We heard that these new pilots that had been trained in the United States had been infiltrated by the VC, the Viet Cong, which we called the enemy, people who righteously and correctly defending their country from our illegal invasion.
I hadn’t quite figured that out yet, and that they were going to sabotage their missions. And he wanted to make sure that he had somebody, somebody he respected to go and assess whether that was the case. And I think he picked on me because I was probably the only sober officer at the base at the time.
I was really anxious, felt I was over my head. And I was always studying reports and he would see me studying reports in the command bunker. Because I’d been a graduate student I could study and read, and that helped me feel a little safer and a little less anxious although I’m sure it didn’t really solve much but it helped me psychologically.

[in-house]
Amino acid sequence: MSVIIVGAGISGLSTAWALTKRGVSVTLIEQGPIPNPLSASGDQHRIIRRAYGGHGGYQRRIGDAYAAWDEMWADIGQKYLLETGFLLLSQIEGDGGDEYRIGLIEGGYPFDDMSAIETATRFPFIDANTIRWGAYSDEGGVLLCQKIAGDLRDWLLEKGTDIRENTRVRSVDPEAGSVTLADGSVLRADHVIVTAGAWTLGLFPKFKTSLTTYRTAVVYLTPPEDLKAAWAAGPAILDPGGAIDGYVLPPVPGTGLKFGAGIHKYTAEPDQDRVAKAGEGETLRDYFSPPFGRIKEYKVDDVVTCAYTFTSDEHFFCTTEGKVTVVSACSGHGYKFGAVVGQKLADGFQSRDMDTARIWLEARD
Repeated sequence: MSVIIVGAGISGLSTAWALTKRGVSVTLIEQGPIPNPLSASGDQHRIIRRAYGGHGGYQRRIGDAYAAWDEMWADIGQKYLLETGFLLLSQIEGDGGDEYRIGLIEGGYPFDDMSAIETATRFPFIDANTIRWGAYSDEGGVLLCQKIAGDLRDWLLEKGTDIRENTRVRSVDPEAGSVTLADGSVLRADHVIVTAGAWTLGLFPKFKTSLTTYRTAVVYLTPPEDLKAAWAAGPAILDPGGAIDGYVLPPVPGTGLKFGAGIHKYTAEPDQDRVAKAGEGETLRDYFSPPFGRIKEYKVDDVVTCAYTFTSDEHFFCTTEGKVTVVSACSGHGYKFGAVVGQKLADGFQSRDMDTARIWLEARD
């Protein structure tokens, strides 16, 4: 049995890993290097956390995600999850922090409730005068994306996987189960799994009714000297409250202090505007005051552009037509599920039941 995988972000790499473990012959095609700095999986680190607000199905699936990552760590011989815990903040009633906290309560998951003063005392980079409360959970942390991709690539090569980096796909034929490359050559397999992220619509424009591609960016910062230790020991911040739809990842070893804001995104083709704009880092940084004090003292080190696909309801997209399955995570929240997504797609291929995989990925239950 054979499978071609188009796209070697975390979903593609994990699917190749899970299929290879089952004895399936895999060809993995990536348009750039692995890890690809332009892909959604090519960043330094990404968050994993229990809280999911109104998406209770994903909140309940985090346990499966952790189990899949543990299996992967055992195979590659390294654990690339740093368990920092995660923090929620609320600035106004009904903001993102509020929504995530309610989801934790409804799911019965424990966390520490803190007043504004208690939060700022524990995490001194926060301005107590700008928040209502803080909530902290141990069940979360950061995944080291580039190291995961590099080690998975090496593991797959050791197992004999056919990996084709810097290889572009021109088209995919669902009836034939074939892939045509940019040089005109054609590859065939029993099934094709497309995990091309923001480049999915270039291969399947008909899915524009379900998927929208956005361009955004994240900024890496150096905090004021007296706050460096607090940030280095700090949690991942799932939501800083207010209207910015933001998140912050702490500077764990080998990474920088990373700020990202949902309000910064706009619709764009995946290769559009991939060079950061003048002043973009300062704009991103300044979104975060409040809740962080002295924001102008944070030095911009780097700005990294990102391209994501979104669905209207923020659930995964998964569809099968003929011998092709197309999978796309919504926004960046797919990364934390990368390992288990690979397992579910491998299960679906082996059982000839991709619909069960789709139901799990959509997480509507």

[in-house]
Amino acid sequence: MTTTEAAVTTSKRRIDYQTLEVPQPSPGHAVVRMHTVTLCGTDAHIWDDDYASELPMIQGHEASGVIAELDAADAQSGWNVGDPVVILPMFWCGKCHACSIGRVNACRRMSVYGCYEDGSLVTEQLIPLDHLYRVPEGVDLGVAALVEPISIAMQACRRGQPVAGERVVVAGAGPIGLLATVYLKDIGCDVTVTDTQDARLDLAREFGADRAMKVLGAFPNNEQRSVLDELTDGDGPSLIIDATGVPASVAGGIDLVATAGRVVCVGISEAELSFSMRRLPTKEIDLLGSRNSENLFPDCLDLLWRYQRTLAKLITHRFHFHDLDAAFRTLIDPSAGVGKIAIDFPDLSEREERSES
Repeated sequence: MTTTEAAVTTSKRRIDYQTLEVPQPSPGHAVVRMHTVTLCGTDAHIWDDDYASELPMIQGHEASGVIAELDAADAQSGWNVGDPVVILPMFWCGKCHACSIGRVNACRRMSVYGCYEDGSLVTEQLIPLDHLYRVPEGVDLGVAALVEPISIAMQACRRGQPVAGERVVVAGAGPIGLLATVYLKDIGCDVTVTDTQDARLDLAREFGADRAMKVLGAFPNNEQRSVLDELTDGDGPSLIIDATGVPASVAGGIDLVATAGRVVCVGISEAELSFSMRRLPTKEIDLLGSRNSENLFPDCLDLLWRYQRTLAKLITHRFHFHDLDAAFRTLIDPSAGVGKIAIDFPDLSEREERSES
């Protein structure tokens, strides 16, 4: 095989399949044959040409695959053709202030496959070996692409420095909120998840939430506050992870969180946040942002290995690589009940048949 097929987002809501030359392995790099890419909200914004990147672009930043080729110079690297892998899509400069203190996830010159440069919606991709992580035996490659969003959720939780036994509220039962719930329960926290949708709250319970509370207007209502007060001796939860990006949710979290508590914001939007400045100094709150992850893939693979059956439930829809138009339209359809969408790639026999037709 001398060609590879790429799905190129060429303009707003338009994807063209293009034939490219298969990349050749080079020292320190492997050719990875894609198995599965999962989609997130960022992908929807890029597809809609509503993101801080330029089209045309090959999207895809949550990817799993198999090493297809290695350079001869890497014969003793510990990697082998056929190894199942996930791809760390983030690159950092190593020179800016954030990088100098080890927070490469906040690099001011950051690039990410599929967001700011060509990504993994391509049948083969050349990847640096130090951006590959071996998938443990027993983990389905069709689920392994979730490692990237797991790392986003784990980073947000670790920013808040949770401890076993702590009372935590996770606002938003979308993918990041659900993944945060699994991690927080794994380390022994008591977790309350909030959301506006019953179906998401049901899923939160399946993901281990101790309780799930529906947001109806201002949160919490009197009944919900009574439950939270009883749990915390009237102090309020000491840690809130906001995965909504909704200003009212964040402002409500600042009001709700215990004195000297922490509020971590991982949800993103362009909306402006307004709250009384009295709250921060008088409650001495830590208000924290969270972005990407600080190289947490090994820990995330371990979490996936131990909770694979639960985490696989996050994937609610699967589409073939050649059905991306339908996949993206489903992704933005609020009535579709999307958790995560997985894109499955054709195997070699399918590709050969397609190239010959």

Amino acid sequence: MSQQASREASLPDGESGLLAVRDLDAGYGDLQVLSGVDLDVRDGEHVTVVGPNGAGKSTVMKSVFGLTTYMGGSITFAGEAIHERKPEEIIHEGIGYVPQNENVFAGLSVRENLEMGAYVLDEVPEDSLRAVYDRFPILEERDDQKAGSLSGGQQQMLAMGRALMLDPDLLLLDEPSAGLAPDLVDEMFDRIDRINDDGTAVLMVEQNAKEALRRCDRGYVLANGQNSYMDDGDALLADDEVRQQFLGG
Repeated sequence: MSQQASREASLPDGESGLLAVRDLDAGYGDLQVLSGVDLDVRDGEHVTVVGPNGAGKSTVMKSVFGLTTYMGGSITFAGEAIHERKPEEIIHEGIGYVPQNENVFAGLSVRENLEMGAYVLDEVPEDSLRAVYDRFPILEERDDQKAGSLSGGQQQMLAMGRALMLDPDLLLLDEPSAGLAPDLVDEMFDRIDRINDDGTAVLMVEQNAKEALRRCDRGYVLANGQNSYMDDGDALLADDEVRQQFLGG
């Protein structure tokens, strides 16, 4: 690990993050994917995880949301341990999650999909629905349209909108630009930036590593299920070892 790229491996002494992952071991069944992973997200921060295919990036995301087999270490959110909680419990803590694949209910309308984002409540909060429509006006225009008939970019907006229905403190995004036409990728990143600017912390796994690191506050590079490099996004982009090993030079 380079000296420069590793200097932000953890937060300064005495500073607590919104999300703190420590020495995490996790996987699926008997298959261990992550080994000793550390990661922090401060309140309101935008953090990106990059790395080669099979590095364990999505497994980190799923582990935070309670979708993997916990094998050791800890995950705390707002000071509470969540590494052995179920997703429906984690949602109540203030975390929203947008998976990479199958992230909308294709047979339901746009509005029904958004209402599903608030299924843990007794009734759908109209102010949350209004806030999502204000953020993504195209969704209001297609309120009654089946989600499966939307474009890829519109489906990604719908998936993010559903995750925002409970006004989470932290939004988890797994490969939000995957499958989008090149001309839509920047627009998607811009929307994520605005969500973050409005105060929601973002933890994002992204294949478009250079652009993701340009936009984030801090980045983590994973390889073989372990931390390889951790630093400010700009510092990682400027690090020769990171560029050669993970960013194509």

And so I was to go with one of his lieutenants who would guide me and my jeep to certain places where these bombings happened. And I didn’t really think that much about it, it was during the daytime. And it wasn’t dangerous to be on the roads in the daytime. And so what these targets were, we went to five targets in one week in April.
They were all inhabited villages, inhabited fishing and farming villages. Almost everybody was struck by planes flying at 300 feet meaning that they could really, they wouldn’t have to worry about missing anything from their five hundred pound bombs, their Gattling-gun machine guns and their napalm bombs.